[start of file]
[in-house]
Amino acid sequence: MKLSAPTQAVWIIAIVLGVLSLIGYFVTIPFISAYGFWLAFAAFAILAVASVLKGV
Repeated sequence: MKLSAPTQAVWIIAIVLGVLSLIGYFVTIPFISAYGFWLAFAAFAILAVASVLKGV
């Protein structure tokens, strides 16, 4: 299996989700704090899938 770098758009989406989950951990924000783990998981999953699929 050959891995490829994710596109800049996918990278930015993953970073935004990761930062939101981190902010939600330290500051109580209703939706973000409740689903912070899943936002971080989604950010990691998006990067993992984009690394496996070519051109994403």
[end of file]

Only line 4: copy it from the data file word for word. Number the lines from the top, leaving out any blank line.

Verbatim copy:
């Protein structure tokens, strides 16, 4: 299996989700704090899938 770098758009989406989950951990924000783990998981999953699929 050959891995490829994710596109800049996918990278930015993953970073935004990761930062939101981190902010939600330290500051109580209703939706973000409740689903912070899943936002971080989604950010990691998006990067993992984009690394496996070519051109994403």